The elaboration likelihood model is a model that determines how our attitudes are formed. This model states that there are two ways information is processed which leads to a change in attitude. These two routes are known as the central route and the peripheral route. The central route is how information is actively being processed and then how the individual rationally analyzes it. This route shows how the individual is highly motivated to make the right decision. On the other hand, the peripheral route states that the individual process information based off of peripheral cues, such as message style, source credibility, or their own mood.
When analyzing this model, its evident that each message being sent is undergoing the process of persuasion in two different ways. Thinking about how I make decisions and how I am persuaded by others, I believe that my attitude is shaped through the peripheral route. Elaborating more on the peripheral route, this idea involves a low level of thought and research. The presentation of the product or message can also play a big role, meaning the persuasion is largely based on emotion.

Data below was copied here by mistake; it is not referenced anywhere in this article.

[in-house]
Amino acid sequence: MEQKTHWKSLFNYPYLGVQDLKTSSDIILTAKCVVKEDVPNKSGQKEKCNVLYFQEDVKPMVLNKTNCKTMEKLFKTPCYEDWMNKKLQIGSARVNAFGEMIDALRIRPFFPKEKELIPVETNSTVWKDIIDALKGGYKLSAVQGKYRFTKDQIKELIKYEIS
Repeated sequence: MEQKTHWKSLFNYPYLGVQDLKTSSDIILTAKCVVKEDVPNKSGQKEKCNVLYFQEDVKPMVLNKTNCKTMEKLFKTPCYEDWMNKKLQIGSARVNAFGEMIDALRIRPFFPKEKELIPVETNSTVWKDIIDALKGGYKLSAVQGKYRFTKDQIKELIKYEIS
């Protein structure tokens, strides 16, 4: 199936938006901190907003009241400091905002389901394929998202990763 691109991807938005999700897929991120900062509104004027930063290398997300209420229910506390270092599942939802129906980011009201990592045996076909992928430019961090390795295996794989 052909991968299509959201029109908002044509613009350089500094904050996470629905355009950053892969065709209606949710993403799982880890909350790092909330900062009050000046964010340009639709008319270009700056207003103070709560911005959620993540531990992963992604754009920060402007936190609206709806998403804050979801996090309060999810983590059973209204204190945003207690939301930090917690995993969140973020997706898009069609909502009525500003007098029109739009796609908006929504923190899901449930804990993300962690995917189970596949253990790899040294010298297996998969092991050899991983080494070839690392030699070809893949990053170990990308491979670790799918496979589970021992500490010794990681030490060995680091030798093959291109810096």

For me for example, if I am choosing to buy a new hair tool, with a budget of $200, and I get a recommendation from a friend, I am most likely going to purchase that product. I tend to make my decisions based off of recommendations I’ve heard from others or seen online versus spending my time researching the best product for my needs.
Another example of how this theory would determine my persuasion is simply by the way something is presented. I tend to be a sucker for good marketing packaging, and if something looks aesthetically pleasing or catches my attention, I will spontaneously purchase it. I am not one to do extensive research on whether this product is right for me or not, but I do lean more towards reviews and recommendations from others. After learning about the elaboration likelihood theory, I can see how I tend to take the peripheral route in my day-to-day life.